Flashy and engaging with emotional depth—a slam-dunk thrill.


This graphic-novel adaptation of Alexander’s 2015 Newbery Medal winner offers powerful visuals to an already-cherished narrative of teenage black boys navigating the game of life.

The tale follows a year in the life of the Bell family, with Chuck “Da Man” Bell at the helm as he teaches his twin sons, Josh and Jordan, how to follow in his star-studded footsteps. Josh “Filthy McNasty” Bell takes the lead in narration, providing readers with in-depth court play-by-play as he deals with the growing pains of adolescence, balancing brotherhood and his own becoming. Myriad poetic forms appear throughout. A portion embrace rhyme, with a hint of old-school flow recalling hip-hop’s golden era. Veteran comics illustrator Anyabwile brings an expansive range of black-boy emotional expressiveness to the page, accompanied by a striking attention to detail and pop-cultural reference. Just check the fresh barber lines on display or the true-to-life illustrations of beloved athletes and musicians such as LeBron James, Kevin Durant, Lil Wayne, 2 Chainz, and more. Eschewing the traditional paneled look of the graphic-novel form creates a dynamic flow between the scenes. These are sectioned out into basketball-appropriate quarters and dotted with Chuck’s inspirational Basketball Rules, such as this excerpt of No. 3: “The sky is your limit, sons. Always shoot for the sun and you will SHINE.” These messages grow ever more resonant as readers approach the climax of this heartwarming story.

Flashy and engaging with emotional depth—a slam-dunk thrill. (Graphic fiction. 10-12)

Pub Date: Sept. 24, 2019

ISBN: 978-1-328-96001-6

Page Count: 224

Publisher: HMH Books

Review Posted Online: June 16, 2019

Kirkus Reviews Issue: July 1, 2019

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A beautifully rendered setting enfolds a disappointing plot.


In sixth grade, Izzy Mancini’s cozy, loving world falls apart.

She and her family have moved out of the cottage she grew up in. Her mother has spent the summer on Block Island instead of at home with Izzy. Her father has recently returned from military service in Afghanistan partially paralyzed and traumatized. The only people she can count on are Zelda and Piper, her best friends since kindergarten—that is, until the Haidary family moves into the upstairs apartment. At first, Izzy resents the new guests from Afghanistan even though she knows she should be grateful that Dr. Haidary saved her father’s life. But despite her initial resistance (which manifests at times as racism), as Izzy gets to know Sitara, the Haidarys’ daughter, she starts to question whether Zelda and Piper really are her friends for forever—and whether she has the courage to stand up for Sitara against the people she loves. Ferruolo weaves a rich setting, fully immersing readers in the largely white, coastal town of Seabury, Rhode Island. Disappointingly, the story resolves when Izzy convinces her classmates to accept Sitara by revealing the Haidarys’ past as American allies, a position that put them in so much danger that they had to leave home. The idea that Sitara should be embraced only because her family supported America, rather than simply because she is a human being, significantly undermines the purported message of tolerance for all.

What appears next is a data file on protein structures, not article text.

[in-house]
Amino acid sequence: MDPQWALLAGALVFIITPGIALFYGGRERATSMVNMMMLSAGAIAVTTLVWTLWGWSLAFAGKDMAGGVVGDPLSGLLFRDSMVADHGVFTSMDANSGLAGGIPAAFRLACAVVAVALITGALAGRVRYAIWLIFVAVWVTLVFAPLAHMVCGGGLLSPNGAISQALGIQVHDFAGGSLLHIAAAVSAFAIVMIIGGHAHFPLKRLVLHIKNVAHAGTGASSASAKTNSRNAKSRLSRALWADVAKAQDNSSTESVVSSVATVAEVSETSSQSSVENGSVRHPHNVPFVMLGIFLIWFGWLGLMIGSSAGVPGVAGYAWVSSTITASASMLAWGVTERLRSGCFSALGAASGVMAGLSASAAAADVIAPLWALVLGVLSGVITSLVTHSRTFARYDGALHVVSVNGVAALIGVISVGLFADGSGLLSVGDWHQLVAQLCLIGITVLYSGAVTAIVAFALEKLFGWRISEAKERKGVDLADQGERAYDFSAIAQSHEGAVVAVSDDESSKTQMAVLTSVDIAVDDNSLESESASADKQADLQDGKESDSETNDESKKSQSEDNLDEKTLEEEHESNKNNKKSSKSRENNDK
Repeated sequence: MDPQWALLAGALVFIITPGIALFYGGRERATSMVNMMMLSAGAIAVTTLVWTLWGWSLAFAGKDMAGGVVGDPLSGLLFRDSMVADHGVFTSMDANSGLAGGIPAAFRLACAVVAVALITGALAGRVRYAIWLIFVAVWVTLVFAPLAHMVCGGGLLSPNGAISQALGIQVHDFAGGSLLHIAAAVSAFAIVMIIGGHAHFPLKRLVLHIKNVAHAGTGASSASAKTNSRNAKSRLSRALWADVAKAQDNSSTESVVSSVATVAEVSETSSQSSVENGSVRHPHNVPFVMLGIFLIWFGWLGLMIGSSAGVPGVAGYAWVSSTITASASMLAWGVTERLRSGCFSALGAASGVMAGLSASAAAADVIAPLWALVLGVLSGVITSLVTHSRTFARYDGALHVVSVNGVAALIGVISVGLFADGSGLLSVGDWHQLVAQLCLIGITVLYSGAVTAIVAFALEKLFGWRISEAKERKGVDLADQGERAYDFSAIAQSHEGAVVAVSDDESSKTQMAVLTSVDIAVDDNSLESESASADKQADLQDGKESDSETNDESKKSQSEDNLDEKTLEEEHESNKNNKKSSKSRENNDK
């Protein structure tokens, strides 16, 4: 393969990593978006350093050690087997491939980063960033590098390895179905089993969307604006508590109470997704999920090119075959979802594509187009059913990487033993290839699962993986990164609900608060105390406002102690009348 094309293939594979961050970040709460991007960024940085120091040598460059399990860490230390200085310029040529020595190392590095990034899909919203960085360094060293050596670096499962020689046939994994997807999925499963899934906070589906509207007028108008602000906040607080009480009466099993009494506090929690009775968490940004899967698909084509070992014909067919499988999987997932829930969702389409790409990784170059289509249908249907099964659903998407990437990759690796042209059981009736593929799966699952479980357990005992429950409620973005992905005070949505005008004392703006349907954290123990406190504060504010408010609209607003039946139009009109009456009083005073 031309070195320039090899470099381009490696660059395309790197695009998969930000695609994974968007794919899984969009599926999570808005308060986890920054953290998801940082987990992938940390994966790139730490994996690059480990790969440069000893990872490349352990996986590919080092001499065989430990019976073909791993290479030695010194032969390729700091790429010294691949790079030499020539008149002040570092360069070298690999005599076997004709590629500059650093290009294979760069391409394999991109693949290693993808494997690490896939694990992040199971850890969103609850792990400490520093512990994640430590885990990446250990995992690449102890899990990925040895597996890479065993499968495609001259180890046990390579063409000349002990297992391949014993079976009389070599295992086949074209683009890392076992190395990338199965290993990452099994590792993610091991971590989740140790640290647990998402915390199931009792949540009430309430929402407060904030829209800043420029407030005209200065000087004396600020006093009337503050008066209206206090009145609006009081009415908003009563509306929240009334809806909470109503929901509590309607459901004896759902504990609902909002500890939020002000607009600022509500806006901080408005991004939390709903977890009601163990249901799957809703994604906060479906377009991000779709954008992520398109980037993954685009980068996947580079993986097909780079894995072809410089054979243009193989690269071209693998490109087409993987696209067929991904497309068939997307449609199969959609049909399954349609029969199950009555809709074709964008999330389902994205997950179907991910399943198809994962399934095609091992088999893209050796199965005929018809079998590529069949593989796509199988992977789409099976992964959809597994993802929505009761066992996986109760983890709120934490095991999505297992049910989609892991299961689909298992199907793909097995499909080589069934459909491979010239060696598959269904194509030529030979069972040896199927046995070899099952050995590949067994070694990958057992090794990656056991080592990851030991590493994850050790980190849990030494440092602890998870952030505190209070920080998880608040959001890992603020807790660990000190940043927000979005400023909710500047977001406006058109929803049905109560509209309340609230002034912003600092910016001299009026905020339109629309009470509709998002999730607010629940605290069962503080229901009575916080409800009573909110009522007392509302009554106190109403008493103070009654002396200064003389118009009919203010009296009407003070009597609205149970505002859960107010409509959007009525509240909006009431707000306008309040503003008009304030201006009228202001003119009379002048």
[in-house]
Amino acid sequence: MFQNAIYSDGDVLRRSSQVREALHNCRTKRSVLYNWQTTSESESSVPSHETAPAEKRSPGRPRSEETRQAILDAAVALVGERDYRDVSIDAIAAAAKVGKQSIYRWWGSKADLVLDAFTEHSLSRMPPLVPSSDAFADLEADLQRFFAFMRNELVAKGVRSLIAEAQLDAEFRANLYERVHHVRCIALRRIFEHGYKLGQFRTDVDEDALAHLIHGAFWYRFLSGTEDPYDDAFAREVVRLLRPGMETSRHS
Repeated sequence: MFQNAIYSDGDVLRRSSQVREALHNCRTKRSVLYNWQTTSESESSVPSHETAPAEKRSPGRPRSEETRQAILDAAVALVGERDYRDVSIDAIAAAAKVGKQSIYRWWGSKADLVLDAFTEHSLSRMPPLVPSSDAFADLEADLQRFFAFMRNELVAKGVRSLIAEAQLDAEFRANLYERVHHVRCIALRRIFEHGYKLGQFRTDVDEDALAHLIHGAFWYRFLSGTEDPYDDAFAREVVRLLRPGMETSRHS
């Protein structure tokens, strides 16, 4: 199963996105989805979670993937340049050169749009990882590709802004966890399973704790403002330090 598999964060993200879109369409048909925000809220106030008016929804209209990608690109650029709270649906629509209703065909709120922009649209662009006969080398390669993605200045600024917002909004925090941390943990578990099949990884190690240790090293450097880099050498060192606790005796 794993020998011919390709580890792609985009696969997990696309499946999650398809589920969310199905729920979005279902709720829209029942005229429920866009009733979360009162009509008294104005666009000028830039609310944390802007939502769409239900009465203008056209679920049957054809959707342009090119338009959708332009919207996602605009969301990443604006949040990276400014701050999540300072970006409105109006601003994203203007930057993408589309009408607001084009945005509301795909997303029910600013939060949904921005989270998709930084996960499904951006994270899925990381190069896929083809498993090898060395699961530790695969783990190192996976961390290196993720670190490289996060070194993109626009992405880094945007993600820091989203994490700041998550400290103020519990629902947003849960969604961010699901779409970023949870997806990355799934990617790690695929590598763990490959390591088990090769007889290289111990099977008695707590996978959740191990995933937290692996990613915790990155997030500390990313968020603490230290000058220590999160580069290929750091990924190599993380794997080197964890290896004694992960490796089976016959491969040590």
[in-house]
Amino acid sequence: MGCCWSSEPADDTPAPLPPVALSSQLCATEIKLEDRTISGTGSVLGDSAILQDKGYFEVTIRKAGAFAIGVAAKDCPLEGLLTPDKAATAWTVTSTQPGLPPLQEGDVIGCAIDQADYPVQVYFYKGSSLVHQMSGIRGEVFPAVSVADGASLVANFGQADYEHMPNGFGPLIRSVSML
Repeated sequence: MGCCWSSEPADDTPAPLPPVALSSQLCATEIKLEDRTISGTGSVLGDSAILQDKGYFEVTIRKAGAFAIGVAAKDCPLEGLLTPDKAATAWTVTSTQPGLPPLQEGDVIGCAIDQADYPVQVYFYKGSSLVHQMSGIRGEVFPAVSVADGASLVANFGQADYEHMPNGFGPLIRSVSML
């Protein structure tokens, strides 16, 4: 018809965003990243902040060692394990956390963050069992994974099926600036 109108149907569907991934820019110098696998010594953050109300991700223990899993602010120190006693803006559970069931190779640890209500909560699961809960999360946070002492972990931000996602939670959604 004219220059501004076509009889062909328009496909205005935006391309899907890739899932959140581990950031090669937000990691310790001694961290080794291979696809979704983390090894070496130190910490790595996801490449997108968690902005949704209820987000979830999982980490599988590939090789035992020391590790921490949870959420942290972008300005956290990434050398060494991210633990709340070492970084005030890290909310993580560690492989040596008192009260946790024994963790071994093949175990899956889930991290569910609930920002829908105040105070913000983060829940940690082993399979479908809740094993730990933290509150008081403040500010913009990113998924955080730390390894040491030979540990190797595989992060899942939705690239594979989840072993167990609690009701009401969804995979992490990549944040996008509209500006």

A beautifully rendered setting enfolds a disappointing plot. (Fiction. 10-12)

Pub Date: Feb. 4, 2020

ISBN: 978-0-374-30909-1

Page Count: 320

Publisher: Farrar, Straus and Giroux

Review Posted Online: Nov. 24, 2019

Kirkus Reviews Issue: Dec. 15, 2019

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This middle-grade read is heartfelt, but nostalgia that’s a bit too on the nose makes it hard to follow


Twelve-year-old aspiring astronaut Ebony-Grace Norfleet Freeman is lonely and homesick in New York.

When trouble hits her family like an asteroid, Ebony-Grace, aka Cadet E-Grace Starfleet, is forced to leave her beloved grandfather and her hometown of Huntsville, Alabama, to spend a week with her father in Harlem, New York—or as she calls it, “No Joke City.” Determined to ignore what she calls the “Sonic Boom,” New York’s hip-hop revolution in the early 1980s, Ebony-Grace rejects the people, music, and movements of Harlem, instead blasting off in her mind aboard the Mothership Uhura to save her grandfather, Capt. Fleet. Stuck, Ebony-Grace works to navigate a new frontier where she is teased and called “crazy” because of her imaginative intergalactic adventures. Ostracized as a flava-less, “plain ol’ ice cream sandwich! Chocolate on the outside, vanilla on the inside,” Ebony-Grace tries her best to be “regular and normal,” but her outer-space imaginings are the only things that keep her grounded. The design includes images that sho nuff bring the ’80s alive: comic-strip panels, inverted Star Wars scripting, and onomatopoeic graffiti-esque words. Unfortunately, these serve to interrupt an already-crowded narrative as readers hyperjump between Ebony-Grace’s imagination and the movement of life in the real world, transmitted via news reports and subway memorials.

This middle-grade read is heartfelt, but nostalgia that’s a bit too on the nose makes it hard to follow . (Historical fiction. 10-12)

Pub Date: Aug. 27, 2019

ISBN: 978-0-399-18735-3

Page Count: 256

Publisher: Dutton

Review Posted Online: May 8, 2019

Kirkus Reviews Issue: June 1, 2019

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